"Did you see when La Rochelle turned up for their [Heineken Champions Cup] semi-final the other day? The fans were outside going insane! The atmosphere there is phenomenal but that is because of the way French rugby is run and people are invested in it. It makes it an attractive place to go and play.

"What has happened with Worcester and coming out of London Irish, how can you promote the sport to possible investors? I think our game needs a massive revamp from everywhere otherwise I think we are going to be talking about this situation for the next few years."

After the demise of Wasps, both Jack and Tom Willis opted to move to France to continue their rugby careers while Lamb "wouldn't blame others" for following suit, especially with two Top 14 clubs involved in both European finals this weekend. 

On Friday night, Toulon take on Glasgow Warriors in the Challenge Cup (a trophy Lamb won as a player during his time with Gloucester) while his former club La Rochelle look to retain their Heineken Champions Cup crown against Leinster.

It will be a repeat of last year's final and Lamb is looking forward to seeing if his old side can become Kings of Europe again on Saturday.

"We've talked a lot about the difficulties around the game, but this match will be a massive credit to the game," he says. "I think the way both teams play, I think it is going to be a phenomenal and physical game.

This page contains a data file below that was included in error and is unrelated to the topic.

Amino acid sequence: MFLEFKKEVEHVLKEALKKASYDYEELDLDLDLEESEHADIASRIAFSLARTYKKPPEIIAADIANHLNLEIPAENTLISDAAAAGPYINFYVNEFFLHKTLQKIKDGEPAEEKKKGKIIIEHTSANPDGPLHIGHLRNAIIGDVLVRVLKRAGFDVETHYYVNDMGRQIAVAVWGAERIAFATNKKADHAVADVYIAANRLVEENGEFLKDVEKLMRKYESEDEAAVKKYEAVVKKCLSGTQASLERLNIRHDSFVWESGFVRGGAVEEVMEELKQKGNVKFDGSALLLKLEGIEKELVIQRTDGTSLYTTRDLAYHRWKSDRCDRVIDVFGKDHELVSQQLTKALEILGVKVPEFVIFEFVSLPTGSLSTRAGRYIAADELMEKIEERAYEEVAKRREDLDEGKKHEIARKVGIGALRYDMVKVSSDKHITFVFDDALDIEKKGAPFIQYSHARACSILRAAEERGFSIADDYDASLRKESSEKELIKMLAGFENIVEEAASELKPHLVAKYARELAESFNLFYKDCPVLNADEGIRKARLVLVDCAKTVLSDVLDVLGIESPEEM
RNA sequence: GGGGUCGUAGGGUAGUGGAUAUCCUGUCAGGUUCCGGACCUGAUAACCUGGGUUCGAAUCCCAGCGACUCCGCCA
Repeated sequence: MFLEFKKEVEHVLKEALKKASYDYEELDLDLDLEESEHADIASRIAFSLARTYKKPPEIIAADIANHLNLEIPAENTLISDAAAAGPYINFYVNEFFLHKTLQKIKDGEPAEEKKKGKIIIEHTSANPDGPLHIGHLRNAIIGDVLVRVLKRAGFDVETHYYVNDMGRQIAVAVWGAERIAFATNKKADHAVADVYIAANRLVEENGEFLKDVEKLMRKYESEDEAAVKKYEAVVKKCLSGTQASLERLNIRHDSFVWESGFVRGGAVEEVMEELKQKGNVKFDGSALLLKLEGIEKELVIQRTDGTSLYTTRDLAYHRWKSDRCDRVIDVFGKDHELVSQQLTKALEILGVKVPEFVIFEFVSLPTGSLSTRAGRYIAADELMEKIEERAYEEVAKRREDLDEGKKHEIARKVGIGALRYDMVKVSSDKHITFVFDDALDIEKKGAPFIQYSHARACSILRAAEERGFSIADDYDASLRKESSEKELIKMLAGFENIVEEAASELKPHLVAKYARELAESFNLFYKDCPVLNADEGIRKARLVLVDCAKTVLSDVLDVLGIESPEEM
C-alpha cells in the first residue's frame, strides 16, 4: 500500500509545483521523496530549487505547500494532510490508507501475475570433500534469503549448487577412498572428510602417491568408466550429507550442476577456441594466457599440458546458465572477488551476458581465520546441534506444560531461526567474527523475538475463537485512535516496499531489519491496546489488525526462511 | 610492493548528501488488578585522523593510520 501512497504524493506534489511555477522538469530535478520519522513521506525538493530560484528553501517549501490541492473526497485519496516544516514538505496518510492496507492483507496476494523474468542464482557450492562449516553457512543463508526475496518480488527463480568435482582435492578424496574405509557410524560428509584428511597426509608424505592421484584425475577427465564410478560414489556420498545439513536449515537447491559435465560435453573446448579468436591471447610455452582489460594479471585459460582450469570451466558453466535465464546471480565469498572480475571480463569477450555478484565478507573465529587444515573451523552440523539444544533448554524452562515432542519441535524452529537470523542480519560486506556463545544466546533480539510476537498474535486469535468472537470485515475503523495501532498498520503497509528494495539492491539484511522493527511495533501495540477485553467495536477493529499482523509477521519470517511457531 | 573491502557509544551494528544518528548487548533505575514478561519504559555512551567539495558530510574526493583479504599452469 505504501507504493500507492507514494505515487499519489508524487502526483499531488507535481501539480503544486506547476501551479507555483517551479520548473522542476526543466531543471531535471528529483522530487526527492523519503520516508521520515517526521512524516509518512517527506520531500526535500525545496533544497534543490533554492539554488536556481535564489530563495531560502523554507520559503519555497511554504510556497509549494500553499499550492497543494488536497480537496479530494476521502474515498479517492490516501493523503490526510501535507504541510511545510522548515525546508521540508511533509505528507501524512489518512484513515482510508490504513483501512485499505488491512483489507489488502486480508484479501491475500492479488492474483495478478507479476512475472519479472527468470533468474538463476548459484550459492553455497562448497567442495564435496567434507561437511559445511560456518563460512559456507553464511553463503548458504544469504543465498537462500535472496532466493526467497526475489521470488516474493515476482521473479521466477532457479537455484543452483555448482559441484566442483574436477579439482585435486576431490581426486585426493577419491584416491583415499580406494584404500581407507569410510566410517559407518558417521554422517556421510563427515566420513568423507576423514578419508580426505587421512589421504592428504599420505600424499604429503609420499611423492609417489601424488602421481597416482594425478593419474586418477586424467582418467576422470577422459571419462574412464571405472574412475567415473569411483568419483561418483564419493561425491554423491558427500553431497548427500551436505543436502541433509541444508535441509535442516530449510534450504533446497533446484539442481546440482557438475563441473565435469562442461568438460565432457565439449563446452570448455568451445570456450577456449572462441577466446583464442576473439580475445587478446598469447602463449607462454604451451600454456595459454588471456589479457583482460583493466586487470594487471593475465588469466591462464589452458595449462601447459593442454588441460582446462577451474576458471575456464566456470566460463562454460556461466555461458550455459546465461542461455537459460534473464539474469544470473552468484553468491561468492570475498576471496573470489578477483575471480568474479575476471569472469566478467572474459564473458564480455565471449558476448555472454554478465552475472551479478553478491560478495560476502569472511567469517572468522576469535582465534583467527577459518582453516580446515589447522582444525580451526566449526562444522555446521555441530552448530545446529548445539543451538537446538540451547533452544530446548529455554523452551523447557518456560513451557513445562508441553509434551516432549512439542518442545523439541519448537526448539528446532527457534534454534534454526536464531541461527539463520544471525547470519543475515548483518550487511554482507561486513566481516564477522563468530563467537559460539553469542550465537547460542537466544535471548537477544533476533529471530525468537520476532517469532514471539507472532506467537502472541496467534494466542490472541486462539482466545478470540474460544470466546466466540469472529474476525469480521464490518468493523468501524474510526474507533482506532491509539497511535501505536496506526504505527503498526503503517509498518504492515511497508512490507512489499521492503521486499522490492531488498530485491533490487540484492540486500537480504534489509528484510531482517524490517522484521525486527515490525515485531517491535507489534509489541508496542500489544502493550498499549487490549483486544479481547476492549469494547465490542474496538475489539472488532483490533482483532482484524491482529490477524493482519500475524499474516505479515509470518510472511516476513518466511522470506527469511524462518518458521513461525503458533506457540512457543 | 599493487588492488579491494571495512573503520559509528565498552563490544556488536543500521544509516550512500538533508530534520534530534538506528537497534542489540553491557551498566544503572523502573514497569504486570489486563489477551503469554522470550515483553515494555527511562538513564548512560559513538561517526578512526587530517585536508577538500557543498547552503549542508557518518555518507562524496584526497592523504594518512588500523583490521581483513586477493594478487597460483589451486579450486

"[Ronan O'Gara] has had a massive impact at La Rochelle, hasn't he? He was a very clever tactician when he played. I played against him quite a few times which I was lucky enough to do! He has transferred that tactical side of his game to coaching and I think he explains himself really well.

"Saying that, I think Leinster have probably got the most creative coaching team if you look at their strike plays and their attack. They are very straight, they have got options either side, out the back and then the passes are so tight and quick.

"If the attack turns their hips in, just one player, it is so much harder to recover for the outside defenders around that fold. Leinster probably do that better than anyone else in Europe so I think La Rochelle will have to be very physical to make sure they take that gainline off them immediately. They have got jacklers all across the field so if anyone can do it, La Rochelle can.

"It is going to be a battle on the field but I am sure it is definitely going to be a tactical battle off the field. I'm excited for it."

Widely regarded as the most competitive rugby union league in the world...it can only be the Gallagher Premiership.

The division is becoming more and more exciting as each year passes by so who will be lifting silverware at Twickenham in May?

At Talking Rugby Union, we aim to provide match reports and news together with our specially commissioned features and interviews.